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English Language Teaching Global Blog


What a 2-min video clip can bring to us…

Receiving presents from Julie Gold and Devon Thagard

Annie Tsai, a teacher in Taiwan, writes about how music and the Everybody Up Global Sing-along changed the lives of her students last year. This piece originally appeared on Annie’s Corner on 28 January 2012.

This is by far one of the most extraordinary projects I’ve done. There has been a lot of joy and learning along the way with surprising struggles of school politics. Nevertheless, they are all good and they will nurture my future teaching life.

I felt the need to document what has happened over the past few weeks. One is to share how I started this amazing project with my kids, which many teachers might like to look to in hopes of noticing opportunities around them. The second purpose is, I’d like to share what I have learned from the event, about … people and life. Yes, I know it sounds bizarre to connect these with a competition, but surprisingly enough, this competition opens a window of observation.

Global Sing-along Competition

I couldn’t recall where I first learned about the competition nevertheless I remembered my first thought was, ‘Gee, this sounds like fun! How do I get involved?’ The competition, Global Sing-Along, was hosted by Oxford University Press (OUP). They were very clever and considerate to have all necessary teaching materials ready and downloadable online. To enter the contest, teachers are required to record kids singing from titles offered by OUP and upload the video clips to OUP’s YouTube channel. There were five songs to choose from and includes all the teaching materials such as mp3, lyrics and accompanying MTV.

The first song couldn’t be simpler. The lyrics contain only two words, ‘everybody’ and ‘up’. Regardless of how some may see the song as too easy for any elementary level kids, it is a perfect test of how we teachers can expand and extend from a pure base. In daily school life, children climb up the monkey bars, they swing up high and low, they do a lot of rope jumping, they look up skyward to observe things … these child-like activities supply a rich foundation for extensive teaching moments.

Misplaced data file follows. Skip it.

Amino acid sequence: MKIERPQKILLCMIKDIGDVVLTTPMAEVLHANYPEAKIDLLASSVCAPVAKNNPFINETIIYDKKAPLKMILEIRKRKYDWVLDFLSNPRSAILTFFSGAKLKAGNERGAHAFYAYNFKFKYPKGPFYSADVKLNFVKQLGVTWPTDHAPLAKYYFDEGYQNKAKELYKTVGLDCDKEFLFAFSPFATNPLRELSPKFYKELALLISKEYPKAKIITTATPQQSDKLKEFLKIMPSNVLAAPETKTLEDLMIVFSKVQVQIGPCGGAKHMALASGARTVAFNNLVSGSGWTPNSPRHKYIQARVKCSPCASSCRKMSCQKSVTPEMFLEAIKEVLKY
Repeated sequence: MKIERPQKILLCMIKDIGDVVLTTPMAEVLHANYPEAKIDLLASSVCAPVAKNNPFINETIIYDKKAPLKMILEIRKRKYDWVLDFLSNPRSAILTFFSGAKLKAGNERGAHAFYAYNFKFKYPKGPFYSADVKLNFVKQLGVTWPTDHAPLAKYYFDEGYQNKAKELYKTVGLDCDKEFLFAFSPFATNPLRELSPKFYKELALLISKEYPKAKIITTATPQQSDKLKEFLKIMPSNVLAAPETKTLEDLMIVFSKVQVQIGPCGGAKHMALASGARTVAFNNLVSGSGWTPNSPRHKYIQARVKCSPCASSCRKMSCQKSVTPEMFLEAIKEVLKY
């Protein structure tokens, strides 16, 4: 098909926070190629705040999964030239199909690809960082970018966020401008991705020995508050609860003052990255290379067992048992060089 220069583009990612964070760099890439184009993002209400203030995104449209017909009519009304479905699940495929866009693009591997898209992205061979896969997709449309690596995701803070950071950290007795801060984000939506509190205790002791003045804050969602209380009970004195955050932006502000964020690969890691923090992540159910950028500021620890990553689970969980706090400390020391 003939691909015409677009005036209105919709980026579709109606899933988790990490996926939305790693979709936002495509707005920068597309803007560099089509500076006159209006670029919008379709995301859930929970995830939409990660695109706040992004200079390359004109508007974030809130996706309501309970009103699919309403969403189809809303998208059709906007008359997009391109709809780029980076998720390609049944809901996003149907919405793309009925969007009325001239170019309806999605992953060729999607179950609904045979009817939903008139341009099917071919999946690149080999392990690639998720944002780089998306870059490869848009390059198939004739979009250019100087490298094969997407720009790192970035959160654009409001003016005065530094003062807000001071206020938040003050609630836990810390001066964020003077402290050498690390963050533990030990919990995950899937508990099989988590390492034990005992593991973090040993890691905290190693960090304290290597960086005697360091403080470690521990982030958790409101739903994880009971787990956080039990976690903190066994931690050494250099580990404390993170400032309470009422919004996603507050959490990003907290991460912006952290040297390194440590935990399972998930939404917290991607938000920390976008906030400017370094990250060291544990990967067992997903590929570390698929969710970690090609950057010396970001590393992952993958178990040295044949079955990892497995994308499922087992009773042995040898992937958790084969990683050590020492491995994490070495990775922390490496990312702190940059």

I asked my 3rd graders which part of our campus they would like to showcase if they were to introduce our school to children from other parts of the world. They nominated 7 areas and I assigned each class to do an MTV for each spot. The video shooting took only one session and they just loved learning outside of the classroom.

We actually did all 5 songs and I did something extra with another song ‘I like chicken’. You can take a look at the I Like Chicken Lesson Plan.
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The universal benefits of songs as teaching tools

Children singing in classSongs are a great way for children to learn English. In this post, Devon Thagard, co-owner of Super Simple Learning and songwriter for the new Primary level course, Everybody Up, explores the benefits of using songs in class.

This past year, I had the great pleasure to be involved in the Everybody Up Global Sing-along as one of the songwriters, a contest judge, and a workshop leader. The entire experience reinforced and reminded me of the strong feelings I have about 1) the power of songs in the classroom, and 2) the importance of learning from other teachers.

The Global Sing-along received over 70 entries from countries all over the world. When you see classrooms around the world all enjoying singing the same songs, it really brings home the universal benefits of songs as teaching tools. Songs allow all ages to participate and learn at their levels. In the Global Sing-along videos, we see pre-schoolers and kindergartners (like these great students from Ukraine) doing some very simple dancing, picking up a few words, and getting a feel for the rhythm. For very young students who are just beginning to learn English, songs provide a fun, welcoming way to get that oh-so-valuable input, and gestures and dancing help them understand and internalize the meaning.

Older and more advanced students are able go beyond the basics and to express their creativity with songs. As students move into higher grades, they may be a little more reluctant to sing and dance as they did in kindergarten, but that doesn’t mean they don’t enjoy learning with songs, and the benefits of the repeated exposure to comprehensible input continue. At all ages, students are learning vocabulary, pronunciation, intonation, the rhythm of the language, listening skills, and more. Here are some great examples from Thailand, Korea, Turkey and France.

It’s also fantastic to be able to visit our fellow teachers’ classrooms around the world through video. Just having the chance to see how the classrooms are arranged and decorated sparks a lot of great ideas, but being able to see how teachers are using dance, crafts, instruments, and drama together with songs is really inspiring. If you haven’t already, browse the playlist of Global Sing-along videos. I’m sure you’ll come away from it with several great ideas for your classroom.

How do you use songs in your classes?

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